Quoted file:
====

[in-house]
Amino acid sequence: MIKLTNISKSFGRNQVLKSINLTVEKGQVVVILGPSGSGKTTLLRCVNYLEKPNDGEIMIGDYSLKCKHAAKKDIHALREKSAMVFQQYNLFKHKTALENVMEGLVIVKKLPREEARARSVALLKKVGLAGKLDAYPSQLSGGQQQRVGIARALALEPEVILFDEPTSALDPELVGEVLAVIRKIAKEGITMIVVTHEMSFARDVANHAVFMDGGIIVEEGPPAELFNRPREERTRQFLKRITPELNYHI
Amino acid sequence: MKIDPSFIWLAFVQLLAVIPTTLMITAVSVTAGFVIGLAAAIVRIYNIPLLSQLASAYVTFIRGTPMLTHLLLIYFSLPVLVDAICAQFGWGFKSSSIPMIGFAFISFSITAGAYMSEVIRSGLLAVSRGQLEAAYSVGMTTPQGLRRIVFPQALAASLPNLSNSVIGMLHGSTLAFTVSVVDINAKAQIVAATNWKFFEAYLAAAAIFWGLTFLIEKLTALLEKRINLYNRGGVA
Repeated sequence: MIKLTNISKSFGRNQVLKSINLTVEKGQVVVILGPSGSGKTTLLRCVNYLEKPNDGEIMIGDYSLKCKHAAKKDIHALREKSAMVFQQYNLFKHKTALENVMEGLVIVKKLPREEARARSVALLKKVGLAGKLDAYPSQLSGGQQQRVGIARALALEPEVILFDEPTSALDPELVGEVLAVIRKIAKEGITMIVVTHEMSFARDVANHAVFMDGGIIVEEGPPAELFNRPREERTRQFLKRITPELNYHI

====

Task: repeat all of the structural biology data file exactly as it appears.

[in-house]
Amino acid sequence: MIKLTNISKSFGRNQVLKSINLTVEKGQVVVILGPSGSGKTTLLRCVNYLEKPNDGEIMIGDYSLKCKHAAKKDIHALREKSAMVFQQYNLFKHKTALENVMEGLVIVKKLPREEARARSVALLKKVGLAGKLDAYPSQLSGGQQQRVGIARALALEPEVILFDEPTSALDPELVGEVLAVIRKIAKEGITMIVVTHEMSFARDVANHAVFMDGGIIVEEGPPAELFNRPREERTRQFLKRITPELNYHI
Amino acid sequence: MKIDPSFIWLAFVQLLAVIPTTLMITAVSVTAGFVIGLAAAIVRIYNIPLLSQLASAYVTFIRGTPMLTHLLLIYFSLPVLVDAICAQFGWGFKSSSIPMIGFAFISFSITAGAYMSEVIRSGLLAVSRGQLEAAYSVGMTTPQGLRRIVFPQALAASLPNLSNSVIGMLHGSTLAFTVSVVDINAKAQIVAATNWKFFEAYLAAAAIFWGLTFLIEKLTALLEKRINLYNRGGVA
Repeated sequence: MIKLTNISKSFGRNQVLKSINLTVEKGQVVVILGPSGSGKTTLLRCVNYLEKPNDGEIMIGDYSLKCKHAAKKDIHALREKSAMVFQQYNLFKHKTALENVMEGLVIVKKLPREEARARSVALLKKVGLAGKLDAYPSQLSGGQQQRVGIARALALEPEVILFDEPTSALDPELVGEVLAVIRKIAKEGITMIVVTHEMSFARDVANHAVFMDGGIIVEEGPPAELFNRPREERTRQFLKRITPELNYHI